Like you, I am sure, our members agree that land development must be done in an effective, efficient and coherent manner. But we believe that the implementation of such legislation would increase bureaucracy and therefore financial and administrative costs accordingly.

With the COVID-19 pandemic, more than ever, private and community sector projects will be key to reviving our economy. But we must be able to assure our communities that these initiatives are supported by transparent and democratic processes.

The government proposes that appeals of decisions be heard before the Municipal Board.

Instead, the AMBM and AMM propose that disputes be resolved at the local/municipal level to effectively find solutions and reach certain agreements (e.g. between developers and municipalities). This is the very principle of subsidiarity in action.

We believe that the appeal mechanism, as proposed by the government, will have major implications.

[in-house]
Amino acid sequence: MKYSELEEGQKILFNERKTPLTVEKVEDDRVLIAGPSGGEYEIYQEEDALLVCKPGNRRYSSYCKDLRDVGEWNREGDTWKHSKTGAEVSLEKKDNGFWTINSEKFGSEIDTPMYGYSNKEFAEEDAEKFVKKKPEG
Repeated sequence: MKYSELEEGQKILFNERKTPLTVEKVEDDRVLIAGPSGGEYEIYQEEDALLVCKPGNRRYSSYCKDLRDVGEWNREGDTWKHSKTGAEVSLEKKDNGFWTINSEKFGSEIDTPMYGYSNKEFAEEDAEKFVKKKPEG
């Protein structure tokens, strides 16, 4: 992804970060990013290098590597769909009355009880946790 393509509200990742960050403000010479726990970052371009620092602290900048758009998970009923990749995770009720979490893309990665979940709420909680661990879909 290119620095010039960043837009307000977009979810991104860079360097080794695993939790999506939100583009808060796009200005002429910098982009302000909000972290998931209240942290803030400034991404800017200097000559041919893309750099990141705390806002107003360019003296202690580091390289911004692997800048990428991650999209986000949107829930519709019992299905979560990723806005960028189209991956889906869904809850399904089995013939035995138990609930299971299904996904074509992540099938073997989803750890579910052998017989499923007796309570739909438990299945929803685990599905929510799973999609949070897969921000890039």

First, it risks discrediting the raison d’être of our local governments.

Second, it is contrary to the principle of self-determination of our communities, which have the right to act on their own economic, social and cultural development.

After all, local governments are in the best position to find mutually beneficial solutions and thereby to fully play their subsidiary role.

In addition, we question the resources of the Municipal Board and its knowledge of local issues in our municipalities.

We are concerned about the accumulation of delays in processing appeals. In Manitoba, it takes 120 days to hear an appeal and 60 days to get a decision. Total: 210 days (combined with the longer filing window). In Alberta, it is 75 days. In Nova Scotia, it is 51 days.

The province’s proposed model allows 30 days to file an appeal of a decision. That is double the time provided by other Canadian provinces. One could easily feel powerless in the face of such a centralized bureaucracy.

I am confident that the Province does not wish to reduce the access of our people to be heard and to actively participate in the future of their community.